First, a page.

Behind the Open Access Button is a team of international student volunteers. Get to know them on Team Button Tuesdays! This week meet Chealsye, the Launch Coordinator and Rachael, a Communications Officer.
Chealsye Bowley, Launch Coordinator
Hi, i’m Chealsye! I’m the Launch Coordinator for the Open Access Button, but I first joined the team as a Communications Officer working on social media. My role over the coming months will be to coordinate the launch of Button 2.0. We’re planning a 24 hour, global launch event and I could not be more excited for it. Button 2.0 is going to be great and I really enjoy getting to work on a team with other students so passionate about open access.
I was first introduced to open access during graduate school when I was a Graduate Assistant working with the Scholarly Communication Librarian Micah Vandegrift. During our first meeting he explained the scholarly publishing system to me and I said, “That doesn’t make any sense…” And it still makes little sense, but open access is going to change that. I went to library school with a background in human rights advocacy, and the the principles of open access align very well with the principles of librarianship, so it was a natural fit and I quickly fell in love with working on all things OA-related.
I’m currently doing one year fellowship as the Library Supervisor at the Florida State University Florence Study Center. It is an amazing opportunity to live and work in Italy, but I miss getting to work on scholarly communications and open access. So, in October when I saw the call for team Button volunteers, I was stoked to get back in the OA game. My favorite aspect about the Button is how it enables all users to tell their stories. It individualizes the often invisible problem of paywalls. But also as a big fan of Wikipedia, I’m really excited for the Button’s forthcoming feature that will signal if a Wikipedia source is open access or not.
In the fall I’m headed to London to study the history of science and technology. Ultimately, I hope to work in a science library or museum, but also still have my eye on scholarly communications librarianship. Either way I’m going to be a lifelong OA advocate and tend to bring the topic up to strangers on airplanes or in bars.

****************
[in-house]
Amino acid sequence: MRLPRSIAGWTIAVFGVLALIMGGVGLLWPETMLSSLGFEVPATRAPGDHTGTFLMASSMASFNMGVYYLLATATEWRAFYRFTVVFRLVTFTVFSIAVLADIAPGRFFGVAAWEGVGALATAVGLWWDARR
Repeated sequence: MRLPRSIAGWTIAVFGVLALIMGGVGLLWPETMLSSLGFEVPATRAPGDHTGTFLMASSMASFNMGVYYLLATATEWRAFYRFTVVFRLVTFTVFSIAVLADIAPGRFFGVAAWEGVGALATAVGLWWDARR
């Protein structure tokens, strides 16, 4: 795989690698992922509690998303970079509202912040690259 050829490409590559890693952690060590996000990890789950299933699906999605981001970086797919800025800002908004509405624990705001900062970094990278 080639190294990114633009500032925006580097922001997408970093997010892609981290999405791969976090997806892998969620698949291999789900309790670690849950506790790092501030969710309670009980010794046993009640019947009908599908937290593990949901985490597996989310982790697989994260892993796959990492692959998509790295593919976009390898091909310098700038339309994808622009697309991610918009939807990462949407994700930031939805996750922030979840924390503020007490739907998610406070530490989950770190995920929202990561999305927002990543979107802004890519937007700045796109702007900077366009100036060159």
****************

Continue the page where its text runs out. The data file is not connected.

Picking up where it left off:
Rachael M. Patton, Communications Officer
As the end of my undergrad experience drew near, I grew anxious because I knew I’d lose ‘free’ access to those journals I’d consult for new developments on such subjects as the lichen symbiosis, Whitebark pine decline, ecology, and glorious evolution. In the years I spent in school, I had only just become aware of how primary literature is created and used. Suddenly, I was aware of the much larger issue: no one has free access to these journals. I began researching and paying close attention to science communication, its tiers and degrees of dissemination. My investigation led me to study how scientific endeavor is funded and how competitive it is. What a disservice to the world, to withold valuable data, evidence, and scientific writing behind a paywall! Is science really just a capital business? Is science discriminatory of class? No, science is neither of those things, but “science” is.
I am passionate about scientific literacy. Seeing the word, science, used irresponsibly or incorrectly, in the media, and then being digested, instead of critically analyzed by the lay public motivates my work as I develop my career in science communication. My enthusiasm for Open Access Button comes from my appreciation for effective activism. One look at that fabulous paywall map and I knew that it was going to be worth my time to volunteer. I value integrity in endeavor. Science is a method by which integrity is tested. Each time the Open Access Button is activated, it gathers data. And, if you’re into statistics and experimental design, you are aware of how complicated it is to make sure you get enough data in order to make an accurate statement about something. It is my impression that the Button’s map contributes a tremendously strong case for research publication/economy reform.
I read science, I’m a business owner, I’m part of an ecologically innovative community in Arcata, California, and now I’ve a degree in Botany from Humboldt State University. My interests include biomimicry, philosophy of science, the phenomenon of symbiosis, food culture, education reform, and, science communication. Every year, I enjoy seasonal field work as a botanist. At the moment, I’m preparing to install the last set of survey plots and then survey Whitebark pine (Pinus albicaulis) decline in Crater Lake National Park. I simply cannot help but feel entitled to access published research. My aspirations are pointed toward writing, after all.